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|Deputy Prime Minister Vuong Dinh Hue addresses a forum held in Ha Noi on Tuesday. - VNS Photo Linh Anh|
The statement was made by Deputy Prime Minister Vuong Dinh Hue during a forum held in Ha Noi on Tuesday, discussing challenges and solutions to expand the capital – financial market of Vietnam.
Addressing the event, part of the Vietnam Economic Forum, the Deputy PM said it is necessary to look into the imbalance between the credit market and the capital market, between credit and other added services in banks’ credit activities, and between the short-term and long-term markets, particularly the bond market.
He said 53 per cent of businesses were not making profit at the end of 2016, saying that one of the reasons for this is the lack of capital.
“Many companies depend on bank loans to operate, so their financial expense is very high, plus other high expenses like market access and logistics costs, which hampered their business performance,” the Deputy PM said.
“We must develop the capital market toward modern and international orientation, working on solutions to provide capital, promoting the equitisation and divestment process at State-owned enterprises, market restructuring and enhancing the capital absorbability of market participants, especially in the context of economic fluctuations,” Hue said.
Inspection and supervision over the capital market should be strengthened to ensure a healthy, transparent and sustainable market, and to avoid fraud on the “black” credit market that often saw heavy rates and brought negative consequences for the society, he said.
Deputy Governor of the State Bank of Vietnam Nguyen Thi Hong said in the past, the financial market hasn’t developed as expected, but the stock and money markets have grown strongly and become the main sources of capital for the economy.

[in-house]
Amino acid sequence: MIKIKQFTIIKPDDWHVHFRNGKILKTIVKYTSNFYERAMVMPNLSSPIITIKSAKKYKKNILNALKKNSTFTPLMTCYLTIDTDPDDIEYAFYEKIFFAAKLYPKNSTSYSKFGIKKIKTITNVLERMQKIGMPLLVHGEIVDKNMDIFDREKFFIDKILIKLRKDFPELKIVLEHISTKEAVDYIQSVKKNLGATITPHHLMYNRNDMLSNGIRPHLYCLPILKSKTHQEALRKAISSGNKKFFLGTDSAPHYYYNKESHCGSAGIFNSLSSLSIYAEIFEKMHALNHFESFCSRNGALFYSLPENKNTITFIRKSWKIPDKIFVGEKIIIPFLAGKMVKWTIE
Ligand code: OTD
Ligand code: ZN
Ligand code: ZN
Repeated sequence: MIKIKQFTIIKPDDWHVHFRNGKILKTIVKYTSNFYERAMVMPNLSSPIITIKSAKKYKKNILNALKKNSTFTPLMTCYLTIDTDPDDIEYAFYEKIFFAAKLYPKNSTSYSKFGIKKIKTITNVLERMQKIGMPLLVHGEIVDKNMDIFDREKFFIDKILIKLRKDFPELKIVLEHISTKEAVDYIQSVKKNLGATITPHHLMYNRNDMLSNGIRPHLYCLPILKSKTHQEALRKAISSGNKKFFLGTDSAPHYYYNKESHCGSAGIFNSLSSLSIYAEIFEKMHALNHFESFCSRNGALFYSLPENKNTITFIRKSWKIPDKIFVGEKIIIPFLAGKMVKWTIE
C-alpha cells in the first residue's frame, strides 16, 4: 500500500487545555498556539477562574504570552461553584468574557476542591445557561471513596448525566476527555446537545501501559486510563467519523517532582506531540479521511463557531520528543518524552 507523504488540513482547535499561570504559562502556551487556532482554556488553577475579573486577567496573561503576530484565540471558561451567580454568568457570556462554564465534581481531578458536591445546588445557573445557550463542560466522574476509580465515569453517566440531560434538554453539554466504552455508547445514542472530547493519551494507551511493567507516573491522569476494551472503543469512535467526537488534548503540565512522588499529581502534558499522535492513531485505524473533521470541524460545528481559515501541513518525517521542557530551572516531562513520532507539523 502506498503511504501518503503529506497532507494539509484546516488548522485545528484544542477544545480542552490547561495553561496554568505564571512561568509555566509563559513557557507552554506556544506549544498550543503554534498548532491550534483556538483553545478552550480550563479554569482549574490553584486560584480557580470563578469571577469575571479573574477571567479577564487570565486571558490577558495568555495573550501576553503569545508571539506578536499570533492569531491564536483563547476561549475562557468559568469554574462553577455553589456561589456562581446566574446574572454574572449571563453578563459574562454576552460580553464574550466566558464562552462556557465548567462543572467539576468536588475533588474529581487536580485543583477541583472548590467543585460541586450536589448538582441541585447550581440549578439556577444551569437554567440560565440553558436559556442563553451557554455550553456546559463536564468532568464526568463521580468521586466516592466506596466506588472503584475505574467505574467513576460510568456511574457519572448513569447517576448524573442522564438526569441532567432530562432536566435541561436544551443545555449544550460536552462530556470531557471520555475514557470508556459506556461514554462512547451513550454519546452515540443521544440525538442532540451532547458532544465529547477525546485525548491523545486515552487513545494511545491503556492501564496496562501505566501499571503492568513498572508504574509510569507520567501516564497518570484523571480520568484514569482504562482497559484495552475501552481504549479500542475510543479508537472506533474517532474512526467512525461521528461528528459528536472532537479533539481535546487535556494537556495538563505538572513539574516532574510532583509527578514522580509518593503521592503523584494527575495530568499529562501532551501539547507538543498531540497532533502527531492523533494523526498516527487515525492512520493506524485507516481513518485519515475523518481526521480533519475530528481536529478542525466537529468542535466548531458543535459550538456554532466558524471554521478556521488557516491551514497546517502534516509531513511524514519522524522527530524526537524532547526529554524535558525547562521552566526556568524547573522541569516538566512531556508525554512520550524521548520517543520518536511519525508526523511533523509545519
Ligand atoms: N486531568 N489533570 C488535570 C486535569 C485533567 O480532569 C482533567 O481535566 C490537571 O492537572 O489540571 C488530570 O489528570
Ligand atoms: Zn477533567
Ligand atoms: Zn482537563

The stock market has recorded many breakthroughs in recent years with total market capitalisation surpassing 70 per cent of the country’s GDP in 2017. In the money market, the credit-to-GDP ratio is about 130 per cent. Government bonds (G-bonds) still dominate the bond market, while corporate bonds account for only 1.25 per cent.
All of them are short-term capital sources while the demand for medium- and long-term loans is big, thus putting pressure on credit institutions, Hong said.
Tran Van Dung, Chairman of the State Securities Commission of Vietnam, said Vietnam’s capital – financial market aims to ensure the balance among the banking market, the stock market and the bond market.
The country now has a very developed G-bond market and will boost the corporate bond market in the time ahead, he added.
At the forum, other speakers called for solutions to existing flaws of the domestic capital – financial market such as the shortage of medium- and long-term capital sources.
Fiachra MacCanna, Head of Research, Managing Director of Ho Chi Minh Securities Company (HSC) said long term capital should be a solution for undercapitalised banks and enables banks to offer longer term mortage.
“Introducing private pension funds should be an option for provide long term capital to the economy,” MacCanna said.
Ketut Kusuma, a senior specialist at the World Bank, said the structure of Vietnam’s long-term capital market has shown many positive signs. To expand the long-term market, the country should increase data and information transparency, modernise the legal framework and the market’s infrastructure, and improve its monitoring capacity.
For the stock market, it needs to integrate the equitisation of State-owned enterprises into the market development strategy. Meanwhile, the G-bond market should continue to be reformed to join global emerging market indexes, he added.